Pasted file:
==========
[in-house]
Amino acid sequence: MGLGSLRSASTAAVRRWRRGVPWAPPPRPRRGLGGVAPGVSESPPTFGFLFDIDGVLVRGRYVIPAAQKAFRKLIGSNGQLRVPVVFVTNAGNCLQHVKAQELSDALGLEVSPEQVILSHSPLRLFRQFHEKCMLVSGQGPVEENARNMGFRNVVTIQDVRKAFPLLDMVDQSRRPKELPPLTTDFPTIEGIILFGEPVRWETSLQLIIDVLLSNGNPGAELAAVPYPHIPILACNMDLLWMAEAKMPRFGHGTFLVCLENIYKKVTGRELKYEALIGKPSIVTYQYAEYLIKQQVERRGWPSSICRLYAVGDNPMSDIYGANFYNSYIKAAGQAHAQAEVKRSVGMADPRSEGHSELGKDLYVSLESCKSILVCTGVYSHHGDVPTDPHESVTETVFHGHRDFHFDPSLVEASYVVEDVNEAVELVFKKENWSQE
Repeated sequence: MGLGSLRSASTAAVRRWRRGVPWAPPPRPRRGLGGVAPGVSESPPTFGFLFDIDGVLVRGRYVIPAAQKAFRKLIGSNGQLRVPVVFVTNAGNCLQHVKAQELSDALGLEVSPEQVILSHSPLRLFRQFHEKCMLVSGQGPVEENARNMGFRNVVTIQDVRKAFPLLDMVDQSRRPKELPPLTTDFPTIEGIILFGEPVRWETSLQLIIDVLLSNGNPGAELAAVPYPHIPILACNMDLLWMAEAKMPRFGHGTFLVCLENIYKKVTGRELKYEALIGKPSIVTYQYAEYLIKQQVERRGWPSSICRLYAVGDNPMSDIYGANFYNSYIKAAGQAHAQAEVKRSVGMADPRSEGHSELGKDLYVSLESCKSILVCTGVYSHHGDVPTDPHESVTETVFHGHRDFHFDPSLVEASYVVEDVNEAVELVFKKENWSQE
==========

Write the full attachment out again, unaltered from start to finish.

[in-house]
Amino acid sequence: MGLGSLRSASTAAVRRWRRGVPWAPPPRPRRGLGGVAPGVSESPPTFGFLFDIDGVLVRGRYVIPAAQKAFRKLIGSNGQLRVPVVFVTNAGNCLQHVKAQELSDALGLEVSPEQVILSHSPLRLFRQFHEKCMLVSGQGPVEENARNMGFRNVVTIQDVRKAFPLLDMVDQSRRPKELPPLTTDFPTIEGIILFGEPVRWETSLQLIIDVLLSNGNPGAELAAVPYPHIPILACNMDLLWMAEAKMPRFGHGTFLVCLENIYKKVTGRELKYEALIGKPSIVTYQYAEYLIKQQVERRGWPSSICRLYAVGDNPMSDIYGANFYNSYIKAAGQAHAQAEVKRSVGMADPRSEGHSELGKDLYVSLESCKSILVCTGVYSHHGDVPTDPHESVTETVFHGHRDFHFDPSLVEASYVVEDVNEAVELVFKKENWSQE
Repeated sequence: MGLGSLRSASTAAVRRWRRGVPWAPPPRPRRGLGGVAPGVSESPPTFGFLFDIDGVLVRGRYVIPAAQKAFRKLIGSNGQLRVPVVFVTNAGNCLQHVKAQELSDALGLEVSPEQVILSHSPLRLFRQFHEKCMLVSGQGPVEENARNMGFRNVVTIQDVRKAFPLLDMVDQSRRPKELPPLTTDFPTIEGIILFGEPVRWETSLQLIIDVLLSNGNPGAELAAVPYPHIPILACNMDLLWMAEAKMPRFGHGTFLVCLENIYKKVTGRELKYEALIGKPSIVTYQYAEYLIKQQVERRGWPSSICRLYAVGDNPMSDIYGANFYNSYIKAAGQAHAQAEVKRSVGMADPRSEGHSELGKDLYVSLESCKSILVCTGVYSHHGDVPTDPHESVTETVFHGHRDFHFDPSLVEASYVVEDVNEAVELVFKKENWSQE